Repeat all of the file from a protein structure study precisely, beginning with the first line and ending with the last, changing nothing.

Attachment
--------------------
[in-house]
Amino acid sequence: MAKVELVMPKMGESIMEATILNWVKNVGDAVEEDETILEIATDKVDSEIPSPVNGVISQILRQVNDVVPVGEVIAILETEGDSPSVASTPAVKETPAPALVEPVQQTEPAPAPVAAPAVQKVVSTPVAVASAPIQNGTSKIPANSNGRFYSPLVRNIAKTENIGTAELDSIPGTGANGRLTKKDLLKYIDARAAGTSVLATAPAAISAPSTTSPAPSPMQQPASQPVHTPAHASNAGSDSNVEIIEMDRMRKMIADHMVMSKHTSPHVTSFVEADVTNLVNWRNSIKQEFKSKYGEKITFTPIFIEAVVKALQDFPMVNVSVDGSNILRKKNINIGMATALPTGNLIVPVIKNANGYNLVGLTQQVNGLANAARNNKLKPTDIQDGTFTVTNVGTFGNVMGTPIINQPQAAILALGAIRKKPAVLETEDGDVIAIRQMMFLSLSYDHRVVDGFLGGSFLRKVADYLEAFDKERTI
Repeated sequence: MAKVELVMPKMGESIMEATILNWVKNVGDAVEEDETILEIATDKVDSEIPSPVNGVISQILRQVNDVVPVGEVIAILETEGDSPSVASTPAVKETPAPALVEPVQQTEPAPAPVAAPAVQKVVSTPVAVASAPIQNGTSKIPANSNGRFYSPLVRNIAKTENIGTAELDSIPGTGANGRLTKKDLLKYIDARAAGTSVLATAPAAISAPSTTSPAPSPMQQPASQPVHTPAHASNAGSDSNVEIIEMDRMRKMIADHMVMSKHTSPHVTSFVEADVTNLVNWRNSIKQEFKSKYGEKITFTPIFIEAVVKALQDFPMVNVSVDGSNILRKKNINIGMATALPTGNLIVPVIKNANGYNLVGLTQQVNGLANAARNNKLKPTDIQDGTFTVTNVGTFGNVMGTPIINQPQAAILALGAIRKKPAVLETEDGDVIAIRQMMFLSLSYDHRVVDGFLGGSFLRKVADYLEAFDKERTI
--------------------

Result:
[in-house]
Amino acid sequence: MAKVELVMPKMGESIMEATILNWVKNVGDAVEEDETILEIATDKVDSEIPSPVNGVISQILRQVNDVVPVGEVIAILETEGDSPSVASTPAVKETPAPALVEPVQQTEPAPAPVAAPAVQKVVSTPVAVASAPIQNGTSKIPANSNGRFYSPLVRNIAKTENIGTAELDSIPGTGANGRLTKKDLLKYIDARAAGTSVLATAPAAISAPSTTSPAPSPMQQPASQPVHTPAHASNAGSDSNVEIIEMDRMRKMIADHMVMSKHTSPHVTSFVEADVTNLVNWRNSIKQEFKSKYGEKITFTPIFIEAVVKALQDFPMVNVSVDGSNILRKKNINIGMATALPTGNLIVPVIKNANGYNLVGLTQQVNGLANAARNNKLKPTDIQDGTFTVTNVGTFGNVMGTPIINQPQAAILALGAIRKKPAVLETEDGDVIAIRQMMFLSLSYDHRVVDGFLGGSFLRKVADYLEAFDKERTI
Repeated sequence: MAKVELVMPKMGESIMEATILNWVKNVGDAVEEDETILEIATDKVDSEIPSPVNGVISQILRQVNDVVPVGEVIAILETEGDSPSVASTPAVKETPAPALVEPVQQTEPAPAPVAAPAVQKVVSTPVAVASAPIQNGTSKIPANSNGRFYSPLVRNIAKTENIGTAELDSIPGTGANGRLTKKDLLKYIDARAAGTSVLATAPAAISAPSTTSPAPSPMQQPASQPVHTPAHASNAGSDSNVEIIEMDRMRKMIADHMVMSKHTSPHVTSFVEADVTNLVNWRNSIKQEFKSKYGEKITFTPIFIEAVVKALQDFPMVNVSVDGSNILRKKNINIGMATALPTGNLIVPVIKNANGYNLVGLTQQVNGLANAARNNKLKPTDIQDGTFTVTNVGTFGNVMGTPIINQPQAAILALGAIRKKPAVLETEDGDVIAIRQMMFLSLSYDHRVVDGFLGGSFLRKVADYLEAFDKERTI